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Evans v. Roger Trucking, Inc.

United States District Court, S.D. Mississippi, Northern Division

October 18, 2019




         This matter is before the Court on Defendants, Roger's Trucking, Inc. (“Roger's Trucking”) and Tammy Nady (“Nady”)'s Motion for Judgment on the Pleadings (Doc. 33); Plaintiff Kalvin Evans (“Evans”)'s Response (Doc. 39); and Defendants Roger's Trucking and Nady's Reply (Doc. 40). Having considered the motion, the response, memorandum in support, and applicable statutory and case law, and being otherwise fully informed in the premises, the Court GRANTS Roger's Trucking and Nady's Motion for Judgment on the Pleadings (Doc. 33).


         This case arises from a vehicular accident that occurred on or about October 4, 2018. Plaintiff Evans was traveling north on Terry Road while, at the same time, Defendant Nady was traveling east bound on Highway 80. Evans alleges that Nady failed to yield the right of way and caused a collision between the two vehicles.

         Evans filed a complaint in state court, alleging multiple theories of liability as to Defendant Nady and Defendant Roger's Trucking. After removing the case, Defendants filed a motion to dismiss all of Plaintiff's independent tort claims against Roger's Trucking and the Plaintiff's claim for punitive damages against Nady.

         Defendants have admitted that Nady's simple negligence caused the collision and that Roger's Trucking is vicariously liable. However, Plaintiff Evans brings other claims of general negligence and negligent entrustment against Roger's as well as a punitive damage claim against Roger's and Nady. Defendants have filed a Motion for Judgment on the Pleadings, asserting that there is no factual basis for the allegations to support any of the Plaintiff's remaining claims. Doc. 40.

         Standard of Review

         Rule 12(c) motions are judged by the same standards as a Rule 12(b)(6) motion. See Bass v. Hirschbach Motor Lines, Inc., No. 3:14-cv-360-TSL-JCG, 2014 WL 5107594, *2 (S.D.Miss. Oct. 10, 2014)(citing In re Great Lakes Dredge & Dock Co., 624 F.3d 201, 209 (5th Cir. 2010)). Therefore, to survive a Rule 12(c) motion to dismiss, a plaintiff must plead enough facts to state a claim to relief that is plausible on its face. See Ashcroft v. Iqbal, 566 U.S. 662, 678 (2009). The factual allegations must be enough to “raise a right to relief above the speculative level, on the assumption that all the allegations in the complaint are true.” Bell Atl. Corp. v. Twombly, 550 U.S. 544, 555 (2007). When evaluating a motion to dismiss, the court must accept all well-pleaded facts as true and view the facts in the light most favorable to the plaintiff. See Great Lakes, 624 F.3d at 210.


         Defendants argue that the Plaintiff's Complaint fails to assert a factual basis for the claims of general negligence, negligent entrustment, and punitive damages. In his Complaint, the Plaintiff alleges that Roger's Trucking: failed to properly train Nady; failed to develop and maintain a fleet management program; violated state and federal laws and regulations as to the operation of a commercial vehicle; failed to develop, implement, and/or enforce reasonable and prudent safety policies for the protection and safety of the public; failed to adhere to and abide by federal and state laws and regulations in regard to the maximum number of driving hours and hours of work for drivers; and failed to perform an adequate pre-employment background check before hiring Nady. Doc. 1-1.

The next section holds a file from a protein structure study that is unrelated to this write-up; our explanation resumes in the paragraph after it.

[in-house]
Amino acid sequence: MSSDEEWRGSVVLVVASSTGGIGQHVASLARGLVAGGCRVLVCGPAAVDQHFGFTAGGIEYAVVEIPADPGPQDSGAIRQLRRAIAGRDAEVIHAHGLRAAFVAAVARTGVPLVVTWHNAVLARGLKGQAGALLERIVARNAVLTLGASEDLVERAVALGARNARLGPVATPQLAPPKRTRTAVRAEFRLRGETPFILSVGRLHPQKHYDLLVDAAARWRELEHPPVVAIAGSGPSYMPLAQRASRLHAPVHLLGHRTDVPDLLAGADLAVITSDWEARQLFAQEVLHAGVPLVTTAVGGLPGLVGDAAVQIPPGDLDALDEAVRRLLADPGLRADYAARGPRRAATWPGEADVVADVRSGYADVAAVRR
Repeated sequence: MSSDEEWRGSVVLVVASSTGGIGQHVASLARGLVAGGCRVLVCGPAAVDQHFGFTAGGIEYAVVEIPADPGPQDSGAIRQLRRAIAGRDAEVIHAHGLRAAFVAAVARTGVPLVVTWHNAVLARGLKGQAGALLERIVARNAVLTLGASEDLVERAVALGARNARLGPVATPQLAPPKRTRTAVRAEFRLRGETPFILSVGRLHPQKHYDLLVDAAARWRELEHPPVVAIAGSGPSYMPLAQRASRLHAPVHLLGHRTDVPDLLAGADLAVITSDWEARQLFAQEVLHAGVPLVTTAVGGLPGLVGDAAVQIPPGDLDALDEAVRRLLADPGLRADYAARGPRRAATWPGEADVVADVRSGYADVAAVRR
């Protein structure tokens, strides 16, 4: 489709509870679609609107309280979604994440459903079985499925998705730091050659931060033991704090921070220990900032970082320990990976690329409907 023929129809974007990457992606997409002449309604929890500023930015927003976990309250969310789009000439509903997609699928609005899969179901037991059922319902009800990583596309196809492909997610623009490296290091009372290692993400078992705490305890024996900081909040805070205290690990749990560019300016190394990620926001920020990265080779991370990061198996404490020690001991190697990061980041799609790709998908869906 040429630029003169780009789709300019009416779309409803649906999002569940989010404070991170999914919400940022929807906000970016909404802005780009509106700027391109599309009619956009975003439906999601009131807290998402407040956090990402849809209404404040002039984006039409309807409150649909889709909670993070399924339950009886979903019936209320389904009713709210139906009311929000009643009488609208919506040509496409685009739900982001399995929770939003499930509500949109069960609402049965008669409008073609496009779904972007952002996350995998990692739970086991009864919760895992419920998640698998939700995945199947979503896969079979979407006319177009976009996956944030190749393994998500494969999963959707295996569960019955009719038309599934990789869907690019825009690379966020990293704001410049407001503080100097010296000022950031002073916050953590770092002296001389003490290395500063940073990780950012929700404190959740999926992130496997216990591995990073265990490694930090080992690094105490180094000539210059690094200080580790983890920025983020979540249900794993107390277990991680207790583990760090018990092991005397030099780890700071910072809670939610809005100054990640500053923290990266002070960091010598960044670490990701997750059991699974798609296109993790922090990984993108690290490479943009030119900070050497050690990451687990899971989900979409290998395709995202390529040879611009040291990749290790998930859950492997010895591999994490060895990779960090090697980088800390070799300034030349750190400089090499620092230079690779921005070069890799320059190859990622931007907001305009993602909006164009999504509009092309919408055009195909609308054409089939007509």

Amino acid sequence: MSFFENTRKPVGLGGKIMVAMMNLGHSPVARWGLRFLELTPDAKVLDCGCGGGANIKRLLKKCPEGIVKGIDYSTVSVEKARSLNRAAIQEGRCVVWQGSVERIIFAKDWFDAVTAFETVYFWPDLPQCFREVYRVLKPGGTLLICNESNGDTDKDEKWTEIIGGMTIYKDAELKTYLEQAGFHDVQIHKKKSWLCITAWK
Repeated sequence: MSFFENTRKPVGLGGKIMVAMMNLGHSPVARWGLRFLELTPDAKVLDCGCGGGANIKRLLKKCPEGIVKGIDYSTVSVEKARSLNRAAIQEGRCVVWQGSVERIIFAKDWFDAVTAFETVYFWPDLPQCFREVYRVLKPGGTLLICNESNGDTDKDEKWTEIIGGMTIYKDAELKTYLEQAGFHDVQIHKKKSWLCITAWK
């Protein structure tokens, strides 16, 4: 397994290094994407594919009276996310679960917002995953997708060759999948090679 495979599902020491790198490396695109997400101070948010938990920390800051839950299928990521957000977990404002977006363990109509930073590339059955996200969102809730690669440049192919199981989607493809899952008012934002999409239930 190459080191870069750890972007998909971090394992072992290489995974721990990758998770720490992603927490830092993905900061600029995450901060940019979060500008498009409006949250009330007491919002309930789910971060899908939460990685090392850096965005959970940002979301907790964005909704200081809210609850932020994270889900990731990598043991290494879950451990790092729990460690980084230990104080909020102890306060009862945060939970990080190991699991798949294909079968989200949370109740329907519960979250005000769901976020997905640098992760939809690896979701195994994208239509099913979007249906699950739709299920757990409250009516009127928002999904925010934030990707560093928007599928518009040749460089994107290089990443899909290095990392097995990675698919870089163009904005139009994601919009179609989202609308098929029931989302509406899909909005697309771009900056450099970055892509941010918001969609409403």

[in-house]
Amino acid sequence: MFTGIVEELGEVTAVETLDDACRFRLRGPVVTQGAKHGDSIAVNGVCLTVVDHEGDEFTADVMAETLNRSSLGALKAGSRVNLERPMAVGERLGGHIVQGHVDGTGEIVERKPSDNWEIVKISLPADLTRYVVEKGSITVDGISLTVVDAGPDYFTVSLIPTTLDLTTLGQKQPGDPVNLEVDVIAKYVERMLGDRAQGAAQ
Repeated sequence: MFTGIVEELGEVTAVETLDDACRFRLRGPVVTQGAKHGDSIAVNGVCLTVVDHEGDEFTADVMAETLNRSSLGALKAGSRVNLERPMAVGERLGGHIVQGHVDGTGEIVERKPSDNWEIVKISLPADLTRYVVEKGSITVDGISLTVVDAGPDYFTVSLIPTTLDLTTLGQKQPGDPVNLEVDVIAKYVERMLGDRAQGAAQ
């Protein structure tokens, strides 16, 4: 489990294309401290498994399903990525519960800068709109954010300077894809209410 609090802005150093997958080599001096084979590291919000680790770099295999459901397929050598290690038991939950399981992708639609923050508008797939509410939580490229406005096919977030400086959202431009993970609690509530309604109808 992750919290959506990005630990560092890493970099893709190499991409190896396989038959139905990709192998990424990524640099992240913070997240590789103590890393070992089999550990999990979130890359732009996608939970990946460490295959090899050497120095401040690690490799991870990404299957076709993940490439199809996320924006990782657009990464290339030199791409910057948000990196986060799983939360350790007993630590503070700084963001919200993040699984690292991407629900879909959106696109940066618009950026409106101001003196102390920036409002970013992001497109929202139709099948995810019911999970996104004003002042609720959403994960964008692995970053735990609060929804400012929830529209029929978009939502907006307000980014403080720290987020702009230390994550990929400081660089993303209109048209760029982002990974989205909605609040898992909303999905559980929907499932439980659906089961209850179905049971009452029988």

General Negligence Claims/Negligent Entrustment

         Mississippi courts have “consistently dismissed independent negligence claims against an employer who admits vicarious liability for an employee's actions.” See Roberts v. Ecuanic Exp., Inc., No. 2:12-cv-84-KS-MTP, 2012 WL 3052838, *2 (S.D.Miss. July 25, 2012). Courts dismiss independent claims against employers because evidence pertaining “to issues of negligent hiring, entrustment, supervision, or maintenance becomes superfluous and possibly unfairly prejudicial” after an employer has admitted vicarious liability. “Proof of negligent entrustment or the like… is unnecessary and duplicitous at best, and at worst, could provide unduly prejudicial evidence that is ultimately irrelevant.” Welch v. Loftus, 776 F.Supp.2d 222, 225 (S.D.Miss. 2011). It is “unnecessary for a plaintiff to present evidence of negligent entrustment, or for that matter negligent hiring or training, where the defendant employer admits vicarious liability.” Curd v. Western Express, Inc., Civ. Nos. 1:09-cv-610-LG-RHW, 1:09-cv-774-LG-RHW, 2010 WL 4537936, *2 (S.D.Miss. Nov. 2, 2010).

         Therefore, as Roger's Trucking has admitted it is liable and that Nady acted in the course and scope of her employment at all relevant times, the independent negligence claims against Roger's Trucking are “superfluous and possibly unfairly prejudicial.” As such, the independent negligence claims against Roger's Trucking should be dismissed. The Plaintiff failed to address this argument in his Response to Defendants Motion for Judgment on the Pleadings, but, in fact quoted case law that supports the argument for dismissing the general negligence claims against Roger's Trucking.

         Punitive ...

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